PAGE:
15 Jan Billie Holiday’s tragic life still resonates today
Erin and I attended the opening performance of “Lady Day at Emerson’s Bar & Grill,” a moving tribute to the tragic life of jazz singer Billie Holiday, who is remembered today for classic renditions of “God Bless the Child” and the stark song condemning the racist lynching of black men she first recorded in 1939, “Strange Fruit.”
Holiday was one of the most influential singers ever, whose influence crossed over jazz and blues to folk, R&B, rock and pop music.
“Lady Day at Emerson’s Bar & Grill” is set in a bar in Philadelphia just months before her death in July 1959 from heart failure caused by cirrhosis.
Even though, at one point, Holiday was one of the most successful performers in the country, she had lived a tough life and had succumbed to alcohol and heroin. She was arrested for drugs and spent time in a West Virginia prison. She was even arrested one last time for heroin possession while on her deathbed in a hospital.
The play, written in 1986, is basically a monologue with piano accompaniment (and a little bit of dialogue from the pianist) with Holiday singing and talking about her life in the setting of an intimate nightclub. The Vintage Theatre production, which is directed by Betty Hart, runs weekends through Feb. 18, and everyone who loves music and theater should see it.
The starring role is played by Mary Louise Lee, an experience actress who’s performed this play before. But Lee, who’s the wife of Denver Mayor Michael B. Hancock (who attends all his wife’s opening performances — the couple pose after the show, above), and director Hart acknowledge that this production resonates with the racial subtext that’s part of the current US political dialogue.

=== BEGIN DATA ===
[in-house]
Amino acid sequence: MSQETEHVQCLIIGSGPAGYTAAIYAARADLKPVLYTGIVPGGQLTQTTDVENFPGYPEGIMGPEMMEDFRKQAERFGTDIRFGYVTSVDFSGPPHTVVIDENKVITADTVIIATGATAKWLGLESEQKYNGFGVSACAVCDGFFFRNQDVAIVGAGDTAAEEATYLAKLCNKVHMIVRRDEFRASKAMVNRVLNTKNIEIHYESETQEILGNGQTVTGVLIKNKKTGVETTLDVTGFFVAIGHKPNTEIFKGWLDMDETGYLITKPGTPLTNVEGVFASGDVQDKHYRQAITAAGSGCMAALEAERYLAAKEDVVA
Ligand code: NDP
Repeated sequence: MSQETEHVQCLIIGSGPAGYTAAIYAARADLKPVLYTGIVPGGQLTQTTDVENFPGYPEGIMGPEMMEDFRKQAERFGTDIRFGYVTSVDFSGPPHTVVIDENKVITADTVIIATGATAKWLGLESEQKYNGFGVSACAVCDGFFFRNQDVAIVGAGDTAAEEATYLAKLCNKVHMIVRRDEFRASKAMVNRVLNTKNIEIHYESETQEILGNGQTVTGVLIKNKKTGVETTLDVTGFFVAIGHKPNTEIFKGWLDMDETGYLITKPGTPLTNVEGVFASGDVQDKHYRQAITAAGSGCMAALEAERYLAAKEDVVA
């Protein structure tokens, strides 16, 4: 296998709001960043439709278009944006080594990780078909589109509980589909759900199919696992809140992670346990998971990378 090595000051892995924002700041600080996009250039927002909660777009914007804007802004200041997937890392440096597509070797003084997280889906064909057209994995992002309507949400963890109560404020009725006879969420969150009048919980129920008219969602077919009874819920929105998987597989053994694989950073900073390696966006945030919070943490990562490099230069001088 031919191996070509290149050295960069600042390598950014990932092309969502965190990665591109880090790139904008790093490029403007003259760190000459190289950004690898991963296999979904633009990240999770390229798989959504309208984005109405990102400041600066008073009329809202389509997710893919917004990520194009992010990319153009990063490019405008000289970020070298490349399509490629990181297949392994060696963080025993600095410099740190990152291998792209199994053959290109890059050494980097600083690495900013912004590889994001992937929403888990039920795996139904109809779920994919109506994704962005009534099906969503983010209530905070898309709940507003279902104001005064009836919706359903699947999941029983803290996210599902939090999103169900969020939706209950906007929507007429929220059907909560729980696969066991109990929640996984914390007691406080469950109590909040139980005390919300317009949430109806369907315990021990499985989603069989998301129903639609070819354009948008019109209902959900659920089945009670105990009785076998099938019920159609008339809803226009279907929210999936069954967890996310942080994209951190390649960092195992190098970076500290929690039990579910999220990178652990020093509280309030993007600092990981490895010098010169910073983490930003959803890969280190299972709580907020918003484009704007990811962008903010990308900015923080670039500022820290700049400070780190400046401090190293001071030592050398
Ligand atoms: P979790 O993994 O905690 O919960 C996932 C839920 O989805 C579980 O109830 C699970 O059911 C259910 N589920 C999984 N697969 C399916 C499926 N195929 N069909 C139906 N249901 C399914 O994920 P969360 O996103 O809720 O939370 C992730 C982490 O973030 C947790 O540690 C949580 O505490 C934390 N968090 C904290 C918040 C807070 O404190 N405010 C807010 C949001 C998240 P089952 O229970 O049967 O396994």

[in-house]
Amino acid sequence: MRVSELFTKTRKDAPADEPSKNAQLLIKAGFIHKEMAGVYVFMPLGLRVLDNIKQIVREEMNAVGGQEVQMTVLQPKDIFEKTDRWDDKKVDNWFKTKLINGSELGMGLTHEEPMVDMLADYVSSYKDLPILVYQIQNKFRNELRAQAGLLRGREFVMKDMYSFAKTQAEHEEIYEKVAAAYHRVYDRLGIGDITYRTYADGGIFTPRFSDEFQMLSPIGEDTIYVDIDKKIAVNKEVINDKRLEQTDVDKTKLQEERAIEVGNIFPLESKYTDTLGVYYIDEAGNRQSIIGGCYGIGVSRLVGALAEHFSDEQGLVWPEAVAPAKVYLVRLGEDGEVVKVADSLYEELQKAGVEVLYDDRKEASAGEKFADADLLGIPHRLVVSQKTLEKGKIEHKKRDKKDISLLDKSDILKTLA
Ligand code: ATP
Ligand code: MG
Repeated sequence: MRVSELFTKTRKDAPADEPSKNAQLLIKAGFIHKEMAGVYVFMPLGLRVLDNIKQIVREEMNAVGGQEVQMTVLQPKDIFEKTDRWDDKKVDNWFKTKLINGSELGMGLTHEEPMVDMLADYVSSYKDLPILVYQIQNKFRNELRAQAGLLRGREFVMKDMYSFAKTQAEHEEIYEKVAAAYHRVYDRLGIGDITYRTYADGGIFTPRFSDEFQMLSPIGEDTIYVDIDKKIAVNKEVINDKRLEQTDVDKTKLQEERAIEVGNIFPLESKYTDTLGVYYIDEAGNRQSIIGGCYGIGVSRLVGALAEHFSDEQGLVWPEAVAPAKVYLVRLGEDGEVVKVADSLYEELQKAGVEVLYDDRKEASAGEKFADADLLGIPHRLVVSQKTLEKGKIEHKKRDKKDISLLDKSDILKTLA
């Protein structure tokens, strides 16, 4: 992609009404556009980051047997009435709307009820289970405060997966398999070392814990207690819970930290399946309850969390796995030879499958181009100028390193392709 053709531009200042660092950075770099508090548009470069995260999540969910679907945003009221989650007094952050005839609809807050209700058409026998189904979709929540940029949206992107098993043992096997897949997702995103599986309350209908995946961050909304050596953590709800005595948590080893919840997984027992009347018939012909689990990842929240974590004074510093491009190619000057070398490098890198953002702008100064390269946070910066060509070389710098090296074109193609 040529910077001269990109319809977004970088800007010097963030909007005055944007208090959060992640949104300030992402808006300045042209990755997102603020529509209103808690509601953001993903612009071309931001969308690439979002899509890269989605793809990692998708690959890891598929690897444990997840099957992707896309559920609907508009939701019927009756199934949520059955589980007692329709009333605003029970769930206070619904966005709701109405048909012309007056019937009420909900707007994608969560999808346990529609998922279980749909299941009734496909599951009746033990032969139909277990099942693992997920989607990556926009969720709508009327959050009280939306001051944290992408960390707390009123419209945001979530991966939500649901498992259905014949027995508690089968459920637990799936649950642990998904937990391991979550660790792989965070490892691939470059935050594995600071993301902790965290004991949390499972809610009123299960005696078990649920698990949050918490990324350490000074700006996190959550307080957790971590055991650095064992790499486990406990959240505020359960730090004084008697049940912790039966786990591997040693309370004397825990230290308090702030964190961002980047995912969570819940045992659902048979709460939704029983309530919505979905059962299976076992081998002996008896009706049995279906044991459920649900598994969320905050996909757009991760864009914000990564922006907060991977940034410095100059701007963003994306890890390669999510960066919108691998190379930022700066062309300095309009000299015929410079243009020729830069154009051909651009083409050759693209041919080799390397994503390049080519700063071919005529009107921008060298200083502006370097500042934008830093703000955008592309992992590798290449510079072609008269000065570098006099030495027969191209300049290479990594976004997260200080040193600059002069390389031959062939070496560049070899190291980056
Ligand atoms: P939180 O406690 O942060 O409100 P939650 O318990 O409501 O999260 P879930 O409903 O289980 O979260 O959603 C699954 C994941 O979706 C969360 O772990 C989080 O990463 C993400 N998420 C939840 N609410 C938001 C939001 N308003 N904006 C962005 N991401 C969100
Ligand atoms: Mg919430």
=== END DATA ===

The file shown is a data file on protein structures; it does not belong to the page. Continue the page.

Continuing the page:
“Post-racial” doesn’t mean much in the perspective of what happened to African Americans in the early 20th century, and what happened to artists — even great, famous artists like Billie Holiday — not that long ago, just a couple of generations. And in my lifetime.
It should be noted that local stage veteran Trent Hines does an incredible job as accompanist and foil for the troubled Holiday, keeping her on vocal point with intricate, driving, rhythmic playing and then laying back and tickling the ivories for her biographical and social justice/racial musings.
For her part, Lee is amazing, emotionally connected as she delivers her dialogue and eerily evoking Holiday as she sings, without sinking to mere mimicry of Holiday’s instantly identifiable vocal acrobatics. Lee’s a powerful singer in her own right, and she does a terrific job of delivering the music and reminding us why Billie Holiday’s legacy is important to remember — and celebrate.
I’m listening to a lot of Lady Day’s music today, on Martin Luther King’s birthday, and the arc of history seems more important to note today than it has been in decades.